The thing is, it’s not our responsibility as parents to outshine each other; our responsibility is to raise civilized humans that can grow up to be improvements on the original models. We shouldn’t be setting ourselves up to assume that every mom who rocks some fab blow-out is looking like that all the time–nor should we ignore those times when we look in the mirror before heading out and our own hair looks REALLY FRICKING CUTE. Call it out. Note it. You don’t have to take a picture of it to remind yourself that it happened.

My idea of the actual average mom is someone like me:

…she has a pretty full day, whether that day is spent at home, at a business, or somewhere in-between.

…she has those days where she looks really adorable or hot, and she has other days where you wonder if she needs to do laundry and learn about that thing called “a comb”.

…she cooks as healthy as she can based on what she can afford–both in time and money–and she makes choices all the time about whether she can “afford” to cook more than one meal or if the kids will just have to deal with whatever’s put on the table. (This also assumes that she’s the one doing the cooking, which may not be the case.)

…she wants to be healthy, for whatever definition that is in her mind, and she could always do more–but she’s trying. And some days, she just deserves credit for even thinking about trying, because even that can be hard.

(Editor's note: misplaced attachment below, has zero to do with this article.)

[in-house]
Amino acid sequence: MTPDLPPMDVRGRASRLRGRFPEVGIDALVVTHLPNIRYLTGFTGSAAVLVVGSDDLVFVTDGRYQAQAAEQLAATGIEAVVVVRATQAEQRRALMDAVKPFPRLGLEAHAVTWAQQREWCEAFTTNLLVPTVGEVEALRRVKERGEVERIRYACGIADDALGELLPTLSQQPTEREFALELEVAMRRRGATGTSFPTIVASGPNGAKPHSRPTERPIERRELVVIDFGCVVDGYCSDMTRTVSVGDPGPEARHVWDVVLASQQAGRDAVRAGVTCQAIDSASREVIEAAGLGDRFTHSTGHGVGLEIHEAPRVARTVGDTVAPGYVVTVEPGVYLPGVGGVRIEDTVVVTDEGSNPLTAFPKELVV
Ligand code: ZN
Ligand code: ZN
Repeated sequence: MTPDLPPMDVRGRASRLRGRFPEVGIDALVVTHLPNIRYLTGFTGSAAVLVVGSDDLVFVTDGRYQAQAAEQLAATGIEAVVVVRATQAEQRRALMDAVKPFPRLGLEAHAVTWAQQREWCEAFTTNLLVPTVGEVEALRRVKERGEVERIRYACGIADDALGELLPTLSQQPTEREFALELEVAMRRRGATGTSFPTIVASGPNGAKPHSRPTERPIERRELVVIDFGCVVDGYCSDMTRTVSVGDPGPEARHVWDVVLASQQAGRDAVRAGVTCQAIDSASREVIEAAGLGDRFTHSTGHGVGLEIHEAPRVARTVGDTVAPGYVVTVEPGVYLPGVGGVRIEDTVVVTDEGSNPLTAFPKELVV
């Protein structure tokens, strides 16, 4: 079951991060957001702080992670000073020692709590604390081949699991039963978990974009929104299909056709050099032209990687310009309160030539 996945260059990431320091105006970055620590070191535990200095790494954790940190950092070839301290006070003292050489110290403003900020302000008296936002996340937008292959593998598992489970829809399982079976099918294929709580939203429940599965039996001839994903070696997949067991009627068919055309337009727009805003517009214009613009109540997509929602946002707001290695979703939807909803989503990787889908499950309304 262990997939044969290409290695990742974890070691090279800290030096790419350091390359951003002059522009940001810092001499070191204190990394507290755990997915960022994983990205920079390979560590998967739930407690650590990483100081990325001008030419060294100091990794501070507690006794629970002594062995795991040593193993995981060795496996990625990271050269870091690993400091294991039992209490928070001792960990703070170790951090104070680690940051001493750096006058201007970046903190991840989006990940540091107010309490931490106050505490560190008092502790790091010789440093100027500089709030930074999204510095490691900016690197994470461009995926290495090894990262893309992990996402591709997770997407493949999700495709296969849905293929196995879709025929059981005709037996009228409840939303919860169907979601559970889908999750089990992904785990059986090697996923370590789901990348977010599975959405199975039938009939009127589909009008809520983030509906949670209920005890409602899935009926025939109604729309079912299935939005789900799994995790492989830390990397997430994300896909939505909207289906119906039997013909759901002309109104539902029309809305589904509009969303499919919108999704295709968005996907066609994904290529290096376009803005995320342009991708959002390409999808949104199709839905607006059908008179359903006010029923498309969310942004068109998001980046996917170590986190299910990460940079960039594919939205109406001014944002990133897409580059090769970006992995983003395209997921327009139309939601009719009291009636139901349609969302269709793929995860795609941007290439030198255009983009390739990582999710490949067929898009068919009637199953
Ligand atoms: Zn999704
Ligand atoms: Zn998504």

…she maps out her schedule in her head on a daily basis, trying to figure out how to keep all the moving parts of her life from colliding in spectacular fashion.

…she sometimes yells at the kids because they’re not always behaving like those smiling, happy-faced kids that you see in those random posed pictures.

…and–most importantly–she deserves a freaking break every now and again, because perfect doesn’t and shouldn’t exist.

Our kids won’t always be perfect, either, and misbehaving isn’t always a sign of bad parenting. Sometimes it’s just fatigue or hormones or hunger or stress or any one of 1,000 other things that we can’t tell because the Psychic Hotlines just don’t work.

I guess what I’m trying to say is that we all should cut each other some slack–and we need to save a bit of that for ourselves, too. It’s hard to unlearn years of self-suppression, but maybe we each deserve the opportunity to consider ourselves “above average” from time to time.